Directed Study - Weeks 11 & 12

Well, I've finally done it: I have fully completed the base mesh for my Juggler character!

This took me a bit longer than I had hoped due to a vacation on which I had a lot of fun but got no work done last week and an illness that severely inhibited my ability to work this week, but I've finally finished it.

The first thing that I did after posting for week 10 was finish the last few pieces of the housework-themed leg:

The scissors are probably my favorite piece in this whole character so far. They were much more challenging to create than I anticipated, but the extra work was extremely worth it. I love how they turned out. I've already done a render of them with a metal texture and they look like real scissors. I'm quite proud of them.

You may notice that  the scissors are different sizes in different images on this blog entry, and that is because one of the final things that I did before calling the base mesh officially "done" was enlarge the scissors to give them more of a presence in the design. Tareq suggested this in my most recent DS class this past Tuesday, and I think it was a good call. I didn't actually get around to enlarging them, however, until after I'd already gathered a number of screen shots for this blog entry, so they appear as different sizes in different images. The larger size as they appear in the bottommost images of the above collage is their final incarnation in the piece, however.

The next portion of the character that I moved on to was the kitchen-themed leg:

I made a rolling pin, wooden spoon, knife, spatula, spoon holder/vase, whisk, juicer, measuring spoons, bowl, foot piece, spinning plate on a stick, tea cup, and tea ball, and arranged them accordingly. The tea cup and tea ball are difficult to see in most images as they sit in a representation of a coverless pocket in the apron, but they're worth taking a look at. Maya doesn't really seem to like the fact I constructed an actual mesh of crisscrossing wire forms for the wire mesh part of the tea ball - it's a little too high poly and makes Maya chug a bit when it's on screen in smooth mode - but I'm excited about what I anticipate the final textured render of it will look like with the actual geometry there.

  The next thing I did was revise the supporting hand yet again. It now consists of a drafting table, plugs in a surge protector, and the rubber stamp that I built previously working together as the supporting part of the statue. I also finished the bulldog clip that I started a few weeks ago to fill the previous position that the rubber stamp was in.

I then moved on to the torso, building objects to represent hobbies and creating the geometry (thanks to retopology and adaptive skin tools in ZBrush) for the apron:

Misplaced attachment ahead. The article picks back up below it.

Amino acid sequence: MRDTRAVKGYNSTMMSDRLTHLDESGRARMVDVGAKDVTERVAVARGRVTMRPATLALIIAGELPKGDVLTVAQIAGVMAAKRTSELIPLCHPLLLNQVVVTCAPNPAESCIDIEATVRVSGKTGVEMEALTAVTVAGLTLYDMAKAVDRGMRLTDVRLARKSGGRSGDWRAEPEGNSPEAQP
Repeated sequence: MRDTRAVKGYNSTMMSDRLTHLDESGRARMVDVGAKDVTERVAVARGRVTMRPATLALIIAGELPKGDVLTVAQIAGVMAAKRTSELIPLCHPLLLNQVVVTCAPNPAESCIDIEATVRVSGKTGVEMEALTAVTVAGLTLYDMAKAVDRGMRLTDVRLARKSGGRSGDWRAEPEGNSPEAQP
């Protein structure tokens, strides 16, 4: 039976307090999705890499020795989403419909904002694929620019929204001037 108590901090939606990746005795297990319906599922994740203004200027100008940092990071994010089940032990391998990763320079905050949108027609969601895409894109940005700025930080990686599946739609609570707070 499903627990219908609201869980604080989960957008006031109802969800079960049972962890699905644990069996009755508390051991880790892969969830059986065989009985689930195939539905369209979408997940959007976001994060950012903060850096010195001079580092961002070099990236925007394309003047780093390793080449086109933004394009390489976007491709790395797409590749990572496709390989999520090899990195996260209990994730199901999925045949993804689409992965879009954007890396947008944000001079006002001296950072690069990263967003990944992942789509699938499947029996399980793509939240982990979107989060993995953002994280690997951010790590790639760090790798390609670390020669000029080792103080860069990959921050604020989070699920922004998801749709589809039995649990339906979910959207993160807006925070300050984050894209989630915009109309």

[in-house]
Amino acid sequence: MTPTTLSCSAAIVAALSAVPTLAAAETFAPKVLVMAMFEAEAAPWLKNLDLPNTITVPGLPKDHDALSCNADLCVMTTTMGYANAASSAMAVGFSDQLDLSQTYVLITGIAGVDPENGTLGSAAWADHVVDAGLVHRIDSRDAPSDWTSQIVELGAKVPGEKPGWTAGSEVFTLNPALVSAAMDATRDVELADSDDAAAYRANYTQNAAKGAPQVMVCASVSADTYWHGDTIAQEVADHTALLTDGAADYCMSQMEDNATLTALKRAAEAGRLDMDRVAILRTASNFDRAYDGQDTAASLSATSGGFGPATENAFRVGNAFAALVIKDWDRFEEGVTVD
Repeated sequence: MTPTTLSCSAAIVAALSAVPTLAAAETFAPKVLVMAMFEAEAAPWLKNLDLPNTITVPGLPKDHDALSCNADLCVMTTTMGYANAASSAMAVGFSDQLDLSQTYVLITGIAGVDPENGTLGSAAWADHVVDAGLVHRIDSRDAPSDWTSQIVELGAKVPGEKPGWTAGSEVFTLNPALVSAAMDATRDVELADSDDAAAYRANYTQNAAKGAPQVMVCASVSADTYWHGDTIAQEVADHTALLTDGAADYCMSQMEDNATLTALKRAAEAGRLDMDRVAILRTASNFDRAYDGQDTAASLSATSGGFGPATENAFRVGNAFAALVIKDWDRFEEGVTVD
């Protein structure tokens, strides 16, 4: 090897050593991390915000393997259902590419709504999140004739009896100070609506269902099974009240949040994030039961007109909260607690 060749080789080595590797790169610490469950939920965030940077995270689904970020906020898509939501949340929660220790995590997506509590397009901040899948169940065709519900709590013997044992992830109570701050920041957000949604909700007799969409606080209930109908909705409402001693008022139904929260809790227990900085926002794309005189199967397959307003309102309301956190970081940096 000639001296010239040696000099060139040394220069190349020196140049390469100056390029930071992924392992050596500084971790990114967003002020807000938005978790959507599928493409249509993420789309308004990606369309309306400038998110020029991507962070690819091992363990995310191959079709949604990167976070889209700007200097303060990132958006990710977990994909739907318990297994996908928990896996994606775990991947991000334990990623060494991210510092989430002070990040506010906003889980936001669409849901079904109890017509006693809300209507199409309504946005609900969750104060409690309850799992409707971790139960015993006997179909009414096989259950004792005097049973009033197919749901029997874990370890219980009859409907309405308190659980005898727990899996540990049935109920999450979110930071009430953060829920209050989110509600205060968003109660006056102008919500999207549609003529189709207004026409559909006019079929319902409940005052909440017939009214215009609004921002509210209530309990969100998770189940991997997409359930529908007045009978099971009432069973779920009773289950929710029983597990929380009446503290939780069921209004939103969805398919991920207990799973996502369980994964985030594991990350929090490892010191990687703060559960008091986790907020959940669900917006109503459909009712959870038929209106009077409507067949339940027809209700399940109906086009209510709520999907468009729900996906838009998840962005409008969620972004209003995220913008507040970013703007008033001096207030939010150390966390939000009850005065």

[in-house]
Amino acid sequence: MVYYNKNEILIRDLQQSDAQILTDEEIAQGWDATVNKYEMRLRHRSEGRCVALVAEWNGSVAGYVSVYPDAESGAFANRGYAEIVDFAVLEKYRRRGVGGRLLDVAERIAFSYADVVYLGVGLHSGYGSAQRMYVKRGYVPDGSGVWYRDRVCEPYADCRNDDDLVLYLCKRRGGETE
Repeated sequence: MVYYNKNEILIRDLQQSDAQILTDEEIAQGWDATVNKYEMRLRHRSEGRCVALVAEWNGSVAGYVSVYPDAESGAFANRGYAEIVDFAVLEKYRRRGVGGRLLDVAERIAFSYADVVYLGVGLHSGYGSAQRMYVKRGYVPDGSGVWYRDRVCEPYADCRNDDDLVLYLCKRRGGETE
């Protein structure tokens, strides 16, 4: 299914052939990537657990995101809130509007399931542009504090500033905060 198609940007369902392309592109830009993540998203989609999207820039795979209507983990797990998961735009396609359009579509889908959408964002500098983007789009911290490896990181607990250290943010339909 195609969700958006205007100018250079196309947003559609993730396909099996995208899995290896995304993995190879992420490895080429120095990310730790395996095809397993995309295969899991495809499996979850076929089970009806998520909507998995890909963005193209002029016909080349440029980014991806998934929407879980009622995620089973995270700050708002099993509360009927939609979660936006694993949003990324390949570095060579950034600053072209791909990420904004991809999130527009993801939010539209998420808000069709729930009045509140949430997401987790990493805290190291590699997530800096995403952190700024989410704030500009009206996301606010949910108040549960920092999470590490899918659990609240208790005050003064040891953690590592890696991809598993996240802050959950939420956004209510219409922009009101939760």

The most difficult piece on her back was the film strip. It was simple to build (though also a bit challenging due to it's poly-count being a bit high for Maya to enjoy smoothing), but very difficult to position. I used bend deformers to wrap it around the body, but I had a hard time deciding just where I wanted it to go, and the first few positions had some odd combinations of angles for the deformers to create. It was a piece I dropped and then went back to a number of times. I also decided to extend the vacuum cord at this point to fill some of the odd open space around the area of her left butt cheek. I considered a number of things to fill the space, but when I had placed stuff there in past weeks it covered up many of the details of the vacuum too much, so I kind of liked that space somewhat more open. The space is hidden in most views of the character anyway, but there was one angle in which that space was clearly visible and bugged me much too much to leave it completely blank, thus my decision to fill the space with the present, but minimally obscuring tangled vacuum cord.

Finally, I moved on to  the base meshes for the more human characteristics:

The Juggler face and attached torso:

And the Baby:

These pieces were particularly challenging for me because I haven't memorized a good method for creating geometry with proper edge flow for animating the face. I know how the edge flow is supposed to look, with rings around the eyes, the nose, and the mouth, but whenever I try to create it from scratch I end up with that result after a lot of round-about readjustments of topology. I think that I really just need to go back and study the videos that I still have of Tareq's method for creating facial topology from my Organic Modeling 1 class to get the process down pat, but, in the meantime, these faces were good practice. I also happen to think that they turned out pretty well, despite their less than efficient process of creation.

So, that's it. That's all of the work that I've done for the past few weeks. Now I need to get going on work for my Modo rendering class, which will consist of texturing all of the fully finished objects that require no ZBrush sculpting:

Then I will put in some more work on my Creature Design course ZBrush model, which I have only three weeks to finish, and then move on to sculpting Juggler pieces in ZBrush. It should be fun!